from starting work, 200 unionists rushed past the 25 police guarding the end of the Pier. Ships
officers waving pistols ordered the ships gangways to be pulled up and steam hoses aimed at the
unionists on the wharf.
There had been some stones thrown during an initial minor scuffle with police when the unionists
first rushed past the police on the Pier but they had regrouped and now formed a line across the
Pier. Some workers were still down the Pier and behind the police. They walked through the police
lines without any trouble to join the other unionists who were walking off the end of the Pier. It
was at this point of time that Sub Inspector Henry Mossop, ordered the police to fire the pistols
that wounded the four unionists. In all 90 bullets were fired and while it was noticed that most of
the police fired their guns into the air, Sub Inspector Mossop, himself was seen with one knee on
the ground, steadying his pistol on his arm and taking aim. A bullet passed through the neck and
out through the jaw of 37 year old Allan Whittaker. He was taken to the Prince Henry Hospital
where he died three months later. (26th of Jan 1929.) The three other wounded workers survived
the shooting.
 (Allan Whittaker’s family were patriotic Australians. He had two brothers and both fought for
this country in WW1. Cecil was killed in France in 1918. Percy returned and also worked on Mel-
bourne’s waterfront.)
 It must be pointed out that police on duty at Princess Pier that day were in the majority them-
selves scabs. They had taken the jobs of Victorian police, who were sacked for striking in 1923
while attempting to gain better wages and conditions. What this meant was, that there was armed
police scabs protecting waterfront scab.
To be continued in the next edition of the branch newsletter.
 VICTORIAN BRANCH                                                                         Page 3




                Book Review - “Brave new workplace”
                                     By David Peetz 2006
Peetz gives a banal and conservative, though statistical account of the advent of individual
contracts.
The book was published in the year prior to “Kevin 07” the result of which sees most of
Howards anti worker legislation intact in the Fair Work Act - 75%.
One passage relates how a long standing Union both in an official and rank and file capacity
willingly participated in the individualising process that in turn led to its demise in the WA min-
ing industry!
So much is left out of his work, does that abandonment of job safety as part of the general
specter of individualisation get a mention. Nor do the words treachery, double dealing, acqui-
escence, resistance?
He concludes by offering sophist solutions to the onslaught, forgetting after all, this is capi-
talism!
Some tips on further reading are added.
Geoff Walsh 7261



                          Maurice Blackburn Lawyers

Maurice Blackburn, the MUA’s lawyers, is one of the largest and most successful trade union
firms in the country. They’ve been fighting for the rights of injured workers for 90 years.
Their team of expert lawyers can provide you with advice on:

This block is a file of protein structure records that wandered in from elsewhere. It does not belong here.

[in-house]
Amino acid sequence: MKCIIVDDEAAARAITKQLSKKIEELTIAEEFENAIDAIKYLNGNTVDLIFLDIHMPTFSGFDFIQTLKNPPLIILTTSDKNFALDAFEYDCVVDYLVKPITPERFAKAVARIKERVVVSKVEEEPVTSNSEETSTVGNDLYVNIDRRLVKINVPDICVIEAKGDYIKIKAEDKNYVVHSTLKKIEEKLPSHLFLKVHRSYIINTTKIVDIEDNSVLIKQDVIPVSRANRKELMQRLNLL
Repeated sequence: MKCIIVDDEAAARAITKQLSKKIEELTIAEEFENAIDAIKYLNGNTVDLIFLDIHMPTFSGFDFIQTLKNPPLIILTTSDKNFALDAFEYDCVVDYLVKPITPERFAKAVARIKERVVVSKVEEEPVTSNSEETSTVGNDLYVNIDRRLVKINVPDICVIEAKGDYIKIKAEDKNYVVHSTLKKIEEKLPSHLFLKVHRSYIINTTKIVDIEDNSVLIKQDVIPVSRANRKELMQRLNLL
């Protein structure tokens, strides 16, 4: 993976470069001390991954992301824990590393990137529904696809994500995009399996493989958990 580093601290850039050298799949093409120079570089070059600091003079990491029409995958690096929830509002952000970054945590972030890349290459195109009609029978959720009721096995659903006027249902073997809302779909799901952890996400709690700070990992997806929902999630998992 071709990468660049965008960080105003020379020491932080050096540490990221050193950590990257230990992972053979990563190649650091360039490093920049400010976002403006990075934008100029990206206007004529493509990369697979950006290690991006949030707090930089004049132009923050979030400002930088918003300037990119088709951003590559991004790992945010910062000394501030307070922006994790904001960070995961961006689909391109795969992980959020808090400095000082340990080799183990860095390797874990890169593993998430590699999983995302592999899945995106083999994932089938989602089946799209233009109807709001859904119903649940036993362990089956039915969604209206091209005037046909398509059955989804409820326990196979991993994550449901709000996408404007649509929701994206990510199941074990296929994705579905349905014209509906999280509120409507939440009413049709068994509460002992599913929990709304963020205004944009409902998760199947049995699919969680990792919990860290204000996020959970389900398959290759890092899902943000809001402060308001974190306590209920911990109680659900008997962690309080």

WorkCover · Road Accident Injuries · Medical Negligence · Asbestos Diseases · Public Liability ·
Faulty Products · Comcare · Superannuation & Insurance Claims
MUA members get:
Free telephone advice
Free first consultation
Access to their No win - No charge policy*
Free standard Will
If you’ve been injured and need help, call Maurice Blackburn on 1800 810 812 or visit
www.mauriceblackburn.com.au.
* Conditions apply



                                        3CR Radio
Make the most of our media, tune into the following program:
MUA Fire Up Program - Next sessions 10 September and 24 September, 6.30 am to 7.00 am
Website: www.3cr.org.au
                                                                                                                       Page 4




                                                      Deaths
Edward Vann - Edward passed away on 6 September (Fathers Day). He worked as a steve-
dore at Trans Ocean terminals and was a member of the Union from 7 November 1951 to 15
December 1991.
Sonya Flegg - Sonya passed away on 16 August 2009 at the age of 35. She was a caterer and
worked for Off Shore Marine. Sonya was a member of the Union since November 1993.
The Maritime Union of Australia, Officials, Staff and members wish to pass on their deepest
sympathies to the families of fellow comrades who have passed away.


                                               Merchandise
New merchandise is now available at the MUA Victorian Branch. They are as follows:
       - Blue Hoodie                        $60.00                 - T-Shirts (women)                         $35.00
       - Polo shirt                         $40.00                 - Cool dry raglan polo                     $40.00
       - T-shirt (3/4 sleeve)               $30.00                 - Ottoman knit style polo                  $45.00
       - Grey hoodie                        $60.00
If you wish to purchase any merchandise please come into the branch or contact Victoria Bal-
dacchino to place an order. But be quick as merchandise will sell quickly. We welcome mem-
bers suggestion on the quality or type of our merchandise.


                                           Who said this…
'If you don't read the newspaper you are uninformed, if you do read the newspaper you
are misinformed.'
Last Issue:
"The arc of the moral universe is long, but it bends towards justice.”
ANSWER: Theodore Parker


                       Authorised by Kevin Bracken, Victorian Branch Secretary, Maritime Union of Australia